We’ve also created another Spotify playlist, featuring selections from a dozen of the 30 albums on the list, to give those of you who have not yet visited the prior posts, an opportunity to sample the artistry represented here. I can’t say it enough. Streaming is nice but buying is better.
Here are my 30 for ’20, in alphabetical order, by artist name:
The year wasn’t ALL bad! This is the first of three posts that explore our favorite jazz albums that were released in 2020.
Man, this has been one strange year! (Insert your own “no kidding”, or some variant, here)
Though I was fortunate enough to host a Zoom-based jazz talk show (Conversations with Curtis), thanks to JazzArts Charlotte, I heard less live music, this year than at any time, since my teens. I also somehow managed to hear less recorded music than any year, in recent memory. I feel less comfortable than ever declaring this list to be a “Best Of”, because there is so much out there that I’m still catching up with. So, let’s just say that these are my favorites of what I did hear. These are the albums that I went back to listen to, more than twice, the ones that stayed on the CurtJazz Radio playlist for more than just a few weeks.
There are thirty albums that I want to share with you. To keep the posts to a reasonable size, I have divided them into three groups of ten. For the sake of brevity, I will try not to write more than three sentences about any one album.
Here are the first ten of my favorite 2020 releases, in alphabetical order, by artist name:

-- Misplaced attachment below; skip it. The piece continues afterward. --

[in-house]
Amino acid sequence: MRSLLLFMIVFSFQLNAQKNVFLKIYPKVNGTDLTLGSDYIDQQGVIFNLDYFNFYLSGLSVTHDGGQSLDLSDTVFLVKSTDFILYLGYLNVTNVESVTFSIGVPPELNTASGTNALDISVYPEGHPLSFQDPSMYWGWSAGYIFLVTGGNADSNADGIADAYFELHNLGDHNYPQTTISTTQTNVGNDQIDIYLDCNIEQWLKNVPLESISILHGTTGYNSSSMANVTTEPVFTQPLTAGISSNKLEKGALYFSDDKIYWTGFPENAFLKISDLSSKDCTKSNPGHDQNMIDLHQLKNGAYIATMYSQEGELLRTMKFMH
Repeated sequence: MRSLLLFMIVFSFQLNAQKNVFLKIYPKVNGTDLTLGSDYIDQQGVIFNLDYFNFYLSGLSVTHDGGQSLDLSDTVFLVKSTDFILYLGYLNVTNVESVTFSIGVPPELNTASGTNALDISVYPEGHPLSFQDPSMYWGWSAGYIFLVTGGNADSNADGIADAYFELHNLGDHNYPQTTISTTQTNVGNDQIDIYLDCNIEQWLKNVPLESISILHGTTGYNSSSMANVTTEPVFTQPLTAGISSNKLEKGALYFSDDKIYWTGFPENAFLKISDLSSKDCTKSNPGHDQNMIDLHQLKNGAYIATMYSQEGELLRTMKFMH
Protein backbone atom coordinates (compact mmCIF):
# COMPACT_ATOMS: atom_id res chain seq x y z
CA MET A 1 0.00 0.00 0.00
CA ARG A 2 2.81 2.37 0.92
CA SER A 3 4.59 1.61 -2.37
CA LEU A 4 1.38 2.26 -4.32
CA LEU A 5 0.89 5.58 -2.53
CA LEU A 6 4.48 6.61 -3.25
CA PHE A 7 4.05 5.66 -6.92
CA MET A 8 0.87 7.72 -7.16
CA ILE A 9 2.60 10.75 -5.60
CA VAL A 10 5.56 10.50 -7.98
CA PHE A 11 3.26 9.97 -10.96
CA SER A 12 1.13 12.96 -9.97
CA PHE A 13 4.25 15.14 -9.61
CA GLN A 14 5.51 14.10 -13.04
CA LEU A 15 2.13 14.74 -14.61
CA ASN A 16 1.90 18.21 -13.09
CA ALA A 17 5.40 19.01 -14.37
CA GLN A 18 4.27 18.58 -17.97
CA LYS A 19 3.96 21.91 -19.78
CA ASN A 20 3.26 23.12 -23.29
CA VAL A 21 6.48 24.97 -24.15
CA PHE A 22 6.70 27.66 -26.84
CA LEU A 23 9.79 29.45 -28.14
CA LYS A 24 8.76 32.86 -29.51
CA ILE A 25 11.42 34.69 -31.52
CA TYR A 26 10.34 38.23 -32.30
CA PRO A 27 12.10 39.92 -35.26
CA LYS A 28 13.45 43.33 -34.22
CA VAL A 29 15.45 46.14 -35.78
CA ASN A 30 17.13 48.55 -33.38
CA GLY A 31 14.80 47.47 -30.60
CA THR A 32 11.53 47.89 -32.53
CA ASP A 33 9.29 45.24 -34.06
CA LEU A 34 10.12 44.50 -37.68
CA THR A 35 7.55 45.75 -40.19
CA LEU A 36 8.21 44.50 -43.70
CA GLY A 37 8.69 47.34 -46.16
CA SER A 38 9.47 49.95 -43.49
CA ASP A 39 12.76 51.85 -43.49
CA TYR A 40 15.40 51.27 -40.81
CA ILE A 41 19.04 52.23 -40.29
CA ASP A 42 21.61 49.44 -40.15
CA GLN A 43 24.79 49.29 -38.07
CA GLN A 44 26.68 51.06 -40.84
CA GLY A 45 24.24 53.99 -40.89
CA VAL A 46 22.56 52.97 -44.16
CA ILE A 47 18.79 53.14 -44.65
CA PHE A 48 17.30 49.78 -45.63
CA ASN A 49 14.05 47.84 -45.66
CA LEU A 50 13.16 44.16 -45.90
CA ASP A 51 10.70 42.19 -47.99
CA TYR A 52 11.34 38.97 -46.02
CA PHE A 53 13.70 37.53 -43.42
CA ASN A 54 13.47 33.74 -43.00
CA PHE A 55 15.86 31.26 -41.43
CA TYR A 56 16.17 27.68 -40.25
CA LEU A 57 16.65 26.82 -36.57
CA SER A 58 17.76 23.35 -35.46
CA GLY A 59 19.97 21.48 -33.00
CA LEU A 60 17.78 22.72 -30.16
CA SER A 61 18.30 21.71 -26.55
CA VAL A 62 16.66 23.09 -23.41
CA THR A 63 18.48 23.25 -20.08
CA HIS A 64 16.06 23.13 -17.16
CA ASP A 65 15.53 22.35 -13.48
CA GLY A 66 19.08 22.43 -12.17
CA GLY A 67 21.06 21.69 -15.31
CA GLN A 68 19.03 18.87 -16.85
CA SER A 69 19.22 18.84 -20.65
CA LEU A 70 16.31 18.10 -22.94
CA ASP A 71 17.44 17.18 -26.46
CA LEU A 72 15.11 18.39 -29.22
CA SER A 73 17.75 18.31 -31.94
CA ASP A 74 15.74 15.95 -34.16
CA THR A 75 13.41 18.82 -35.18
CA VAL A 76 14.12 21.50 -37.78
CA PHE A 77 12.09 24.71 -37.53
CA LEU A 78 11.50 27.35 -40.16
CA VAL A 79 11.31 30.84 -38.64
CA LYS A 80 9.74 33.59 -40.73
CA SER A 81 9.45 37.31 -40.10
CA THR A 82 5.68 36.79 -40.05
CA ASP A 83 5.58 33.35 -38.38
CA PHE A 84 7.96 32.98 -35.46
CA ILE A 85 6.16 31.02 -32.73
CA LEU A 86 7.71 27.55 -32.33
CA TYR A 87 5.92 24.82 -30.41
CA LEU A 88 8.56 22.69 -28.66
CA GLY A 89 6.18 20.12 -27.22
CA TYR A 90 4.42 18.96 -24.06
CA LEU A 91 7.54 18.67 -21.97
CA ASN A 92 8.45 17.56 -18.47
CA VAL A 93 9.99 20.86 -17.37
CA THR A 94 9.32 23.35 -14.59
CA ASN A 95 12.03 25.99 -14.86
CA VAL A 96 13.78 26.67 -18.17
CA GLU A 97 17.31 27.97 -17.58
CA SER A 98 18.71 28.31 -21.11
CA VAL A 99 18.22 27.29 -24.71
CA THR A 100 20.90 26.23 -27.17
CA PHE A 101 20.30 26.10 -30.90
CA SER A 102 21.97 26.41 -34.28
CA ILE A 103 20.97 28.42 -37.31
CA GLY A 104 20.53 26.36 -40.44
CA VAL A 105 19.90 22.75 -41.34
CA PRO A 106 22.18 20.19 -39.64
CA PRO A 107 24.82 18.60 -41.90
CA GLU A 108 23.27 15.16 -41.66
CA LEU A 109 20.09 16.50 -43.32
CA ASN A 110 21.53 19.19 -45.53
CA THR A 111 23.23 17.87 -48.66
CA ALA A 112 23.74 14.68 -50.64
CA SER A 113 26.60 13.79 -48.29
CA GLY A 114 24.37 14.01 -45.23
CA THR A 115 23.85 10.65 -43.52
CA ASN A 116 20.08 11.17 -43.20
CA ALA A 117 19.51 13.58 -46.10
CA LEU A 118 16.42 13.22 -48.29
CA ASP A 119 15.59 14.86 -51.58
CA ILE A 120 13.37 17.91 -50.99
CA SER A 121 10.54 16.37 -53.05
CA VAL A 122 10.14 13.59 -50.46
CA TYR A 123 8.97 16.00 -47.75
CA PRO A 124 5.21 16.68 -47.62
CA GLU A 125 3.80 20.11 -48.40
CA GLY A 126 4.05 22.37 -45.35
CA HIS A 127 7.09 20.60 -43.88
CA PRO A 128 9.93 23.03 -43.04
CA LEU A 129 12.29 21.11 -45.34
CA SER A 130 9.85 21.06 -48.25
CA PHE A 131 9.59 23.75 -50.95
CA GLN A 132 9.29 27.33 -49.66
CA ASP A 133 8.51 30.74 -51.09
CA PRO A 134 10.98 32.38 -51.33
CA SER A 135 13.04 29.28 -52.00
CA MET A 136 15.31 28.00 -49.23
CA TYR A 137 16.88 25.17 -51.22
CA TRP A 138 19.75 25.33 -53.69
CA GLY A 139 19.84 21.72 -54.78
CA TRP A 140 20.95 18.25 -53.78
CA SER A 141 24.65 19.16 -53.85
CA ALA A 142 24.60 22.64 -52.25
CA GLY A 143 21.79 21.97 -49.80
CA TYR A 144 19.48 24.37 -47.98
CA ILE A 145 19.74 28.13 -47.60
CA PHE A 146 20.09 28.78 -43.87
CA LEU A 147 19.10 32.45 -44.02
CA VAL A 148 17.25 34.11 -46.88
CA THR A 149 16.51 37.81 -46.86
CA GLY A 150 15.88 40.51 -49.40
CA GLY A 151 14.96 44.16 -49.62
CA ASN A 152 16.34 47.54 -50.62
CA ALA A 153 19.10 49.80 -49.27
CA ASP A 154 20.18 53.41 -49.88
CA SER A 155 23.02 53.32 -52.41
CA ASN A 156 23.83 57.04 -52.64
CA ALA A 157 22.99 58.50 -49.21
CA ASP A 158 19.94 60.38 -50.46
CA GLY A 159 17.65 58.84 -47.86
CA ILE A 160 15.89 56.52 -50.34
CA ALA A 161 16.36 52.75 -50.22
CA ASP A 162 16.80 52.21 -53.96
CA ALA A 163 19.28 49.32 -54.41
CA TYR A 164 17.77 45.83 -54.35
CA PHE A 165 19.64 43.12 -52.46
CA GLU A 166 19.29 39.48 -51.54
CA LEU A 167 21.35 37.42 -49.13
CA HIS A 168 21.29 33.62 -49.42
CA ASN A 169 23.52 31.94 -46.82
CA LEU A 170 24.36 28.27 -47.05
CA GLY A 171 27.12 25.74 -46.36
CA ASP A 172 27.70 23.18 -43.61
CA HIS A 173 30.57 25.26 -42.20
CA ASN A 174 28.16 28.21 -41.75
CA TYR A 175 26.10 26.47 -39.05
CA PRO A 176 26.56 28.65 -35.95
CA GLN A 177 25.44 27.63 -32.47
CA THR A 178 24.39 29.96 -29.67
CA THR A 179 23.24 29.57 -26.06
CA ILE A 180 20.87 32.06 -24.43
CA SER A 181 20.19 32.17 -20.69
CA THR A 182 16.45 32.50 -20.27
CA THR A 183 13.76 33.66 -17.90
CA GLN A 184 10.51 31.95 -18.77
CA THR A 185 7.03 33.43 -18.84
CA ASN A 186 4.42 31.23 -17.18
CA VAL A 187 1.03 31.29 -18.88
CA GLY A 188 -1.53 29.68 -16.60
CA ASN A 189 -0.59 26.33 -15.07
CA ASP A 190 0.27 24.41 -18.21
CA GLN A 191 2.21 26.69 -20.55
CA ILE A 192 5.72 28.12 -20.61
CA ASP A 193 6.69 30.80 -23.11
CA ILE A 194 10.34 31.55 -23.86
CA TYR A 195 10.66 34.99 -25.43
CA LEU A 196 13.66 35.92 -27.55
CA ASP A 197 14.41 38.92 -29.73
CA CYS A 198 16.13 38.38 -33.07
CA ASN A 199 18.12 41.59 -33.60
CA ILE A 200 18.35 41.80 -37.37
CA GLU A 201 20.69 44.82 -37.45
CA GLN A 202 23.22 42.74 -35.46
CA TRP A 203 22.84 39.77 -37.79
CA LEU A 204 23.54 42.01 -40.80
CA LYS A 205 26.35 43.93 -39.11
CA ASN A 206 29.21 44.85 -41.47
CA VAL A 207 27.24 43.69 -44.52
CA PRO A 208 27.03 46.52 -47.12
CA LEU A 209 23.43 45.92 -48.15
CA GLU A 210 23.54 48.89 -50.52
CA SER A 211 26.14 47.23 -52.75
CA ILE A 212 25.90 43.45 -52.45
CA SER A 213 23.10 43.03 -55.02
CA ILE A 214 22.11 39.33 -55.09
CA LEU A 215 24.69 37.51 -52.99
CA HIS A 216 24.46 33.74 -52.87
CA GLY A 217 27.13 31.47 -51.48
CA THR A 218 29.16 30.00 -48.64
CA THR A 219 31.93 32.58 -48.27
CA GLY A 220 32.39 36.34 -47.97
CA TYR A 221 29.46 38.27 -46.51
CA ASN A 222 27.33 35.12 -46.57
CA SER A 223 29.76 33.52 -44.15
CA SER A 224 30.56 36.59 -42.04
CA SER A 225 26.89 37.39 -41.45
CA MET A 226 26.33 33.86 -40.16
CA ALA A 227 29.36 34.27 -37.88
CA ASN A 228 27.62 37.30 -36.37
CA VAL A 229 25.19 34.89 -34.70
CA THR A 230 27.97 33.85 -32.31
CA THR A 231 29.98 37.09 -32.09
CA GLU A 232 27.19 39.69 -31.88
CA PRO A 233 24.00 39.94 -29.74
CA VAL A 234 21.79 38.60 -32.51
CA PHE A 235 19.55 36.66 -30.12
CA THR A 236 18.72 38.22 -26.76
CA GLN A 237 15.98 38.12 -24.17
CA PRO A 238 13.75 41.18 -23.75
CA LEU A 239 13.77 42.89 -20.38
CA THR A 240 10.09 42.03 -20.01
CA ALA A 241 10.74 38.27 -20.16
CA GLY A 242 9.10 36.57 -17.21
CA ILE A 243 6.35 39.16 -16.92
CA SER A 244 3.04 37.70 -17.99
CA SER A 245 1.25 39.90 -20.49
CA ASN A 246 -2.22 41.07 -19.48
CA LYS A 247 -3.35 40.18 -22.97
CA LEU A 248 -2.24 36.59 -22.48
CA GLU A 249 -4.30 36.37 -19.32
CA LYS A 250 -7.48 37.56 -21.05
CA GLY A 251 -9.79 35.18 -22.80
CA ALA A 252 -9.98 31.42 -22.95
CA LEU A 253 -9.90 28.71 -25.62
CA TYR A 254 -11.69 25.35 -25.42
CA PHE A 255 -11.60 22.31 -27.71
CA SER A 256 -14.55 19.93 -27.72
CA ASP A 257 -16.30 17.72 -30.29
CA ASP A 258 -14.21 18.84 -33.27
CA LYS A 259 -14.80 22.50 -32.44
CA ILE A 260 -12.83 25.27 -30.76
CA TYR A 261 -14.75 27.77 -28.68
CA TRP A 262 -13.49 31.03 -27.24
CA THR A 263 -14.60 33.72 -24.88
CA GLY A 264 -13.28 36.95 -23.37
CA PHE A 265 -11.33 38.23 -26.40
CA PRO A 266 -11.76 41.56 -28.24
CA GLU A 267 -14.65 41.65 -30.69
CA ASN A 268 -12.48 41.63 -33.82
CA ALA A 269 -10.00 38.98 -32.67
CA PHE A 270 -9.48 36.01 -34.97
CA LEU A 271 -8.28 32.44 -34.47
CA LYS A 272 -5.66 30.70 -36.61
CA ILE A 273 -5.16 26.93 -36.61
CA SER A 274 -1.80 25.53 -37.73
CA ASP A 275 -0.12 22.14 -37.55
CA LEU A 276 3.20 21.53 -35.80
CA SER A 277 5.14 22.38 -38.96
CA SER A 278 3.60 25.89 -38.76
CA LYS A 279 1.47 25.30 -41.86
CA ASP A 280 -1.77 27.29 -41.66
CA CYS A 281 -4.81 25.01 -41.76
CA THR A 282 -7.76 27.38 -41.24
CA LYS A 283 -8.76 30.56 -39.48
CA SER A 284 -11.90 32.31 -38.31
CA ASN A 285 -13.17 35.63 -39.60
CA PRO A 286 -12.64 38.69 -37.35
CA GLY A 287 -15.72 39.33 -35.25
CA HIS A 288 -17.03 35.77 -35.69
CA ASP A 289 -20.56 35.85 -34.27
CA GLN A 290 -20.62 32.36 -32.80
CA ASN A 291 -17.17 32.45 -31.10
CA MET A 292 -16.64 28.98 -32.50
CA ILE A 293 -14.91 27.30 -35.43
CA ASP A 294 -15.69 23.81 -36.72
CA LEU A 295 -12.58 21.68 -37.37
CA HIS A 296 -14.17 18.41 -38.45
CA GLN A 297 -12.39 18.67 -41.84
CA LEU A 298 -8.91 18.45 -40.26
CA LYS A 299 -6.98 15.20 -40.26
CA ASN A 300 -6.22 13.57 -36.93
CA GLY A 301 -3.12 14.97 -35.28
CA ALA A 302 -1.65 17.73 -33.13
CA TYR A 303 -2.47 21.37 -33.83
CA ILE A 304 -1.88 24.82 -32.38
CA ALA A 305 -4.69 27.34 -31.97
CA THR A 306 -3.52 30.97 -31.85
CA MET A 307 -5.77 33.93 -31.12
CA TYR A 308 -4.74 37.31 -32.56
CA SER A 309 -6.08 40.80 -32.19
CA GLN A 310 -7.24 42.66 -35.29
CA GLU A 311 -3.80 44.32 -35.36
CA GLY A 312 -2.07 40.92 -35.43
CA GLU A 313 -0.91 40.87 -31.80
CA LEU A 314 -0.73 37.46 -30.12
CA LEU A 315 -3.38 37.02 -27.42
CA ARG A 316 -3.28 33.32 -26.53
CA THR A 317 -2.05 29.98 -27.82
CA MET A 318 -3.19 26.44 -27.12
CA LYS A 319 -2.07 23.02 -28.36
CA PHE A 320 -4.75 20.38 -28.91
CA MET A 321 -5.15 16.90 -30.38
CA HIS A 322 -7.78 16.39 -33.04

Allen releases about one album per year and he also makes about one trip a year to my “Best Of” list. On this enigmatically titled album, Allen continues his searing, powerful explorations guiding his tenor sax through a recommended set of mostly original tunes. It’s insistent, compelling, and absolutely first rate.
The first two outings of pianist/composer/arranger John Beasley’s large ensemble, ostensibly dedicated to the music of Thelonious Monk, made me a respectful admirer. This third volume, which adds compositions by Duke Ellington, Charlie Parker, and Beasley himself to those of Sphere, has made me a full-fledged fan. This set swings harder and takes the energy to the next level and every track is on point. A classic.
For me, this is Lakecia Benjamin’s coming of age album. Her previous albums have hinted at her potential but missed the mark in some way or another. Merging Ms. Benjamin’s millennial energy, creativity, and her wellspring of new ideas, with the canon of John and Alice Coltrane, has given these classics a fresh start that we didn’t realize that they needed, until now.
Peter Bernstein is one of the best and most reliable guitarists working in the world of jazz today. Be it as a first-call sideman or as a leader, Bernstein is a consistent arbiter of taste, intelligence, and swing. On What Comes Next, Mr. Bernstein, once again, does not disappoint, bringing us an outstanding set of first-rate performances.
Stanley Cowell, who was a composer, educator, record-label executive, in addition to being one of the most creative and innovative pianists, in the world of jazz, died on December 18. His work, as a sideman with The Heath Brothers, Charles Tolliver, Max Roach and as a leader, will ensure that legions of jazz fans will continue to talk of and discover his work, for years to come. I’m unsure of whether Live at the Keystone Corner Baltimore, is Mr. Cowell’s final recording. If so, he went out on a triumph. Rest in Power, sir.